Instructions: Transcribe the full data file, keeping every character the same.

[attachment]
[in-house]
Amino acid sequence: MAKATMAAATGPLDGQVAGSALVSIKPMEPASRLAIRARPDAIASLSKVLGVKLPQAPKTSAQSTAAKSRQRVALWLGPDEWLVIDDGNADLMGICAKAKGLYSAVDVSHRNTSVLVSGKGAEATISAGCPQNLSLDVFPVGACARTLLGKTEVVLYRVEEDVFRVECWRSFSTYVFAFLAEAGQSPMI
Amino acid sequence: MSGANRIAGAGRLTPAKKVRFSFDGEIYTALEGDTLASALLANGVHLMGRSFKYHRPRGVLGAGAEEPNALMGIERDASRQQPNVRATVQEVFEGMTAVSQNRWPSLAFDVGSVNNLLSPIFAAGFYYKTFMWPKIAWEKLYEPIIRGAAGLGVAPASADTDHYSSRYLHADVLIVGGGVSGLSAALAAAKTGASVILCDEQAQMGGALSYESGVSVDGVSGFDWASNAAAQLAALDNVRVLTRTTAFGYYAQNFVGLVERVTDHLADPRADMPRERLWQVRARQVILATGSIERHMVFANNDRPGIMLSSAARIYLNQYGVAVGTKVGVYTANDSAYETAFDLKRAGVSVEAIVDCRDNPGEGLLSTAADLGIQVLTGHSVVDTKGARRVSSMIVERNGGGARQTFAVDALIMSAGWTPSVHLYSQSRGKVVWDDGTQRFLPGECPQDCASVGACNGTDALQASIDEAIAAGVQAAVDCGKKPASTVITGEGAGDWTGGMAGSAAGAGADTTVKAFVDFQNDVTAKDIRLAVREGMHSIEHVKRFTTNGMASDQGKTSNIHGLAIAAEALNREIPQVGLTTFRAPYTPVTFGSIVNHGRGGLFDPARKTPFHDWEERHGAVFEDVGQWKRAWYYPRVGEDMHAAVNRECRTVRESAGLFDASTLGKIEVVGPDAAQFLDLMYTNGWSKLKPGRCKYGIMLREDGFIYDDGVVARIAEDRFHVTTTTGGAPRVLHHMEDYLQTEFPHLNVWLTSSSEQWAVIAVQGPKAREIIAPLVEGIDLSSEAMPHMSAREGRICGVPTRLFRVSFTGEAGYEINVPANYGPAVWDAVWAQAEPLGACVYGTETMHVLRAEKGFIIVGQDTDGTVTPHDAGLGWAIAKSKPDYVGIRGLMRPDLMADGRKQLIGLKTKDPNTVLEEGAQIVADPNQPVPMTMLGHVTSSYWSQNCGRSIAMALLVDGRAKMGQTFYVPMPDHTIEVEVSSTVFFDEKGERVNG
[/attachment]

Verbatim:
[in-house]
Amino acid sequence: MAKATMAAATGPLDGQVAGSALVSIKPMEPASRLAIRARPDAIASLSKVLGVKLPQAPKTSAQSTAAKSRQRVALWLGPDEWLVIDDGNADLMGICAKAKGLYSAVDVSHRNTSVLVSGKGAEATISAGCPQNLSLDVFPVGACARTLLGKTEVVLYRVEEDVFRVECWRSFSTYVFAFLAEAGQSPMI
Amino acid sequence: MSGANRIAGAGRLTPAKKVRFSFDGEIYTALEGDTLASALLANGVHLMGRSFKYHRPRGVLGAGAEEPNALMGIERDASRQQPNVRATVQEVFEGMTAVSQNRWPSLAFDVGSVNNLLSPIFAAGFYYKTFMWPKIAWEKLYEPIIRGAAGLGVAPASADTDHYSSRYLHADVLIVGGGVSGLSAALAAAKTGASVILCDEQAQMGGALSYESGVSVDGVSGFDWASNAAAQLAALDNVRVLTRTTAFGYYAQNFVGLVERVTDHLADPRADMPRERLWQVRARQVILATGSIERHMVFANNDRPGIMLSSAARIYLNQYGVAVGTKVGVYTANDSAYETAFDLKRAGVSVEAIVDCRDNPGEGLLSTAADLGIQVLTGHSVVDTKGARRVSSMIVERNGGGARQTFAVDALIMSAGWTPSVHLYSQSRGKVVWDDGTQRFLPGECPQDCASVGACNGTDALQASIDEAIAAGVQAAVDCGKKPASTVITGEGAGDWTGGMAGSAAGAGADTTVKAFVDFQNDVTAKDIRLAVREGMHSIEHVKRFTTNGMASDQGKTSNIHGLAIAAEALNREIPQVGLTTFRAPYTPVTFGSIVNHGRGGLFDPARKTPFHDWEERHGAVFEDVGQWKRAWYYPRVGEDMHAAVNRECRTVRESAGLFDASTLGKIEVVGPDAAQFLDLMYTNGWSKLKPGRCKYGIMLREDGFIYDDGVVARIAEDRFHVTTTTGGAPRVLHHMEDYLQTEFPHLNVWLTSSSEQWAVIAVQGPKAREIIAPLVEGIDLSSEAMPHMSAREGRICGVPTRLFRVSFTGEAGYEINVPANYGPAVWDAVWAQAEPLGACVYGTETMHVLRAEKGFIIVGQDTDGTVTPHDAGLGWAIAKSKPDYVGIRGLMRPDLMADGRKQLIGLKTKDPNTVLEEGAQIVADPNQPVPMTMLGHVTSSYWSQNCGRSIAMALLVDGRAKMGQTFYVPMPDHTIEVEVSSTVFFDEKGERVNG